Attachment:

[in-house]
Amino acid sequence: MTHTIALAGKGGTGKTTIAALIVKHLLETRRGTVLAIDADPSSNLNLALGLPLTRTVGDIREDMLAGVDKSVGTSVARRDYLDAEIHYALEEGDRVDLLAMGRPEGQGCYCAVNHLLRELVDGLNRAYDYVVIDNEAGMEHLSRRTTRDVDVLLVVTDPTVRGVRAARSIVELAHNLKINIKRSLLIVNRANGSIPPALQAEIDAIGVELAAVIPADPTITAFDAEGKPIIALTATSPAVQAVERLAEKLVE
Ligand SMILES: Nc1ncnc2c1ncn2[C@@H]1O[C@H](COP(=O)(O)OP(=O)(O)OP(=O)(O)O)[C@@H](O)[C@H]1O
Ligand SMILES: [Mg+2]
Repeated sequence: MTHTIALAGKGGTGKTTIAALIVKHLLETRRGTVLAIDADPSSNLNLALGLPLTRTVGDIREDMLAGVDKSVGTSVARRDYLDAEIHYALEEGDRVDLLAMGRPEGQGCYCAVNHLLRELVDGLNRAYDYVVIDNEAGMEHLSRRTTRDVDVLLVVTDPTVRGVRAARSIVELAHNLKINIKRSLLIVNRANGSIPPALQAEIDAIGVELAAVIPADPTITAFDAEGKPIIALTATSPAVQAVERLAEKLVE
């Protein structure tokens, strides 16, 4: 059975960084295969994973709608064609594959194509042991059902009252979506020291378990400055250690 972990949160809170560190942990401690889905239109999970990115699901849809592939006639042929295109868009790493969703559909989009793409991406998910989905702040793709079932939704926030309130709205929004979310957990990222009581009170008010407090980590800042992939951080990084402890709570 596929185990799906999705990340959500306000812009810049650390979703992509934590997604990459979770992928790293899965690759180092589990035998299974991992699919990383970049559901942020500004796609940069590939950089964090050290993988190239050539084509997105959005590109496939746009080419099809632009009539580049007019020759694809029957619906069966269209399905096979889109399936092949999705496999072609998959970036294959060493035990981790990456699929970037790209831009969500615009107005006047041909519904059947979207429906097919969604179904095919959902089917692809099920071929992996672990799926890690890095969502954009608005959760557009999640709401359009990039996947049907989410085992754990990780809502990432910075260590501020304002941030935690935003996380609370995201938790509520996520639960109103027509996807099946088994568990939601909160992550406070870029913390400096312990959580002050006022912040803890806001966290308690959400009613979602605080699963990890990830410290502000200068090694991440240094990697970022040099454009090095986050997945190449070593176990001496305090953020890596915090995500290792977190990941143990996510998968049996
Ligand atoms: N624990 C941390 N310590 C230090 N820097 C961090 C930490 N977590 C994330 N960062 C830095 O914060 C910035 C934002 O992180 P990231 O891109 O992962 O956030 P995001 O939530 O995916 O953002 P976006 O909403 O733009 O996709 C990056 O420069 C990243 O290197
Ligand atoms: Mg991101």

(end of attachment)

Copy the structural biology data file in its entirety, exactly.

[in-house]
Amino acid sequence: MTHTIALAGKGGTGKTTIAALIVKHLLETRRGTVLAIDADPSSNLNLALGLPLTRTVGDIREDMLAGVDKSVGTSVARRDYLDAEIHYALEEGDRVDLLAMGRPEGQGCYCAVNHLLRELVDGLNRAYDYVVIDNEAGMEHLSRRTTRDVDVLLVVTDPTVRGVRAARSIVELAHNLKINIKRSLLIVNRANGSIPPALQAEIDAIGVELAAVIPADPTITAFDAEGKPIIALTATSPAVQAVERLAEKLVE
Ligand SMILES: Nc1ncnc2c1ncn2[C@@H]1O[C@H](COP(=O)(O)OP(=O)(O)OP(=O)(O)O)[C@@H](O)[C@H]1O
Ligand SMILES: [Mg+2]
Repeated sequence: MTHTIALAGKGGTGKTTIAALIVKHLLETRRGTVLAIDADPSSNLNLALGLPLTRTVGDIREDMLAGVDKSVGTSVARRDYLDAEIHYALEEGDRVDLLAMGRPEGQGCYCAVNHLLRELVDGLNRAYDYVVIDNEAGMEHLSRRTTRDVDVLLVVTDPTVRGVRAARSIVELAHNLKINIKRSLLIVNRANGSIPPALQAEIDAIGVELAAVIPADPTITAFDAEGKPIIALTATSPAVQAVERLAEKLVE
């Protein structure tokens, strides 16, 4: 059975960084295969994973709608064609594959194509042991059902009252979506020291378990400055250690 972990949160809170560190942990401690889905239109999970990115699901849809592939006639042929295109868009790493969703559909989009793409991406998910989905702040793709079932939704926030309130709205929004979310957990990222009581009170008010407090980590800042992939951080990084402890709570 596929185990799906999705990340959500306000812009810049650390979703992509934590997604990459979770992928790293899965690759180092589990035998299974991992699919990383970049559901942020500004796609940069590939950089964090050290993988190239050539084509997105959005590109496939746009080419099809632009009539580049007019020759694809029957619906069966269209399905096979889109399936092949999705496999072609998959970036294959060493035990981790990456699929970037790209831009969500615009107005006047041909519904059947979207429906097919969604179904095919959902089917692809099920071929992996672990799926890690890095969502954009608005959760557009999640709401359009990039996947049907989410085992754990990780809502990432910075260590501020304002941030935690935003996380609370995201938790509520996520639960109103027509996807099946088994568990939601909160992550406070870029913390400096312990959580002050006022912040803890806001966290308690959400009613979602605080699963990890990830410290502000200068090694991440240094990697970022040099454009090095986050997945190449070593176990001496305090953020890596915090995500290792977190990941143990996510998968049996
Ligand atoms: N624990 C941390 N310590 C230090 N820097 C961090 C930490 N977590 C994330 N960062 C830095 O914060 C910035 C934002 O992180 P990231 O891109 O992962 O956030 P995001 O939530 O995916 O953002 P976006 O909403 O733009 O996709 C990056 O420069 C990243 O290197
Ligand atoms: Mg991101």